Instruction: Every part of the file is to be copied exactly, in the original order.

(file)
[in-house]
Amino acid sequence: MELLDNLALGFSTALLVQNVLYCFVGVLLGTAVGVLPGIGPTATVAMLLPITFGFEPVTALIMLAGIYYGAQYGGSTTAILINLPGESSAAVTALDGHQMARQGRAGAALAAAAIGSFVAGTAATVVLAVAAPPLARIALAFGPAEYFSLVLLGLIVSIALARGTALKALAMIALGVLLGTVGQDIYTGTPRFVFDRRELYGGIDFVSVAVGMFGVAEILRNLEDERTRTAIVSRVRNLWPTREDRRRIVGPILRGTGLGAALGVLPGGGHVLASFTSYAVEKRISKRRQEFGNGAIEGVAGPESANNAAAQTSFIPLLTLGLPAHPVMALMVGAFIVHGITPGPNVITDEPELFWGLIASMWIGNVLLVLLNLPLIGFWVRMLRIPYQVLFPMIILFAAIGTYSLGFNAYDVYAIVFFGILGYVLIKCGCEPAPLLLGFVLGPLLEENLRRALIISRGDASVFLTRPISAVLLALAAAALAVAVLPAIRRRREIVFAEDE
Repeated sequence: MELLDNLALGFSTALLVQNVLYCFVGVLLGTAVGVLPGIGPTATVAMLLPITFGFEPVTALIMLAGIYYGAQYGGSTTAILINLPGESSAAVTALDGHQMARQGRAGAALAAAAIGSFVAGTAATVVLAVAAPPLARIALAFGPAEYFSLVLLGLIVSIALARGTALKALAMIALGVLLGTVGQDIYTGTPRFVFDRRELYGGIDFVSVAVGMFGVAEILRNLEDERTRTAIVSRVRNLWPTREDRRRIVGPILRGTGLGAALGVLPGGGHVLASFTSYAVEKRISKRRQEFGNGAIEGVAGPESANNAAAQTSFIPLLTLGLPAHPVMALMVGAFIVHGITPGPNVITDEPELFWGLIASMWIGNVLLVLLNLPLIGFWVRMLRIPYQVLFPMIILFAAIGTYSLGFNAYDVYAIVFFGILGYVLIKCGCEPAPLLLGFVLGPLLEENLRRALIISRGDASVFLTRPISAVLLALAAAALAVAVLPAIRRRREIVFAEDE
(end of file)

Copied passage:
[in-house]
Amino acid sequence: MELLDNLALGFSTALLVQNVLYCFVGVLLGTAVGVLPGIGPTATVAMLLPITFGFEPVTALIMLAGIYYGAQYGGSTTAILINLPGESSAAVTALDGHQMARQGRAGAALAAAAIGSFVAGTAATVVLAVAAPPLARIALAFGPAEYFSLVLLGLIVSIALARGTALKALAMIALGVLLGTVGQDIYTGTPRFVFDRRELYGGIDFVSVAVGMFGVAEILRNLEDERTRTAIVSRVRNLWPTREDRRRIVGPILRGTGLGAALGVLPGGGHVLASFTSYAVEKRISKRRQEFGNGAIEGVAGPESANNAAAQTSFIPLLTLGLPAHPVMALMVGAFIVHGITPGPNVITDEPELFWGLIASMWIGNVLLVLLNLPLIGFWVRMLRIPYQVLFPMIILFAAIGTYSLGFNAYDVYAIVFFGILGYVLIKCGCEPAPLLLGFVLGPLLEENLRRALIISRGDASVFLTRPISAVLLALAAAALAVAVLPAIRRRREIVFAEDE
Repeated sequence: MELLDNLALGFSTALLVQNVLYCFVGVLLGTAVGVLPGIGPTATVAMLLPITFGFEPVTALIMLAGIYYGAQYGGSTTAILINLPGESSAAVTALDGHQMARQGRAGAALAAAAIGSFVAGTAATVVLAVAAPPLARIALAFGPAEYFSLVLLGLIVSIALARGTALKALAMIALGVLLGTVGQDIYTGTPRFVFDRRELYGGIDFVSVAVGMFGVAEILRNLEDERTRTAIVSRVRNLWPTREDRRRIVGPILRGTGLGAALGVLPGGGHVLASFTSYAVEKRISKRRQEFGNGAIEGVAGPESANNAAAQTSFIPLLTLGLPAHPVMALMVGAFIVHGITPGPNVITDEPELFWGLIASMWIGNVLLVLLNLPLIGFWVRMLRIPYQVLFPMIILFAAIGTYSLGFNAYDVYAIVFFGILGYVLIKCGCEPAPLLLGFVLGPLLEENLRRALIISRGDASVFLTRPISAVLLALAAAALAVAVLPAIRRRREIVFAEDE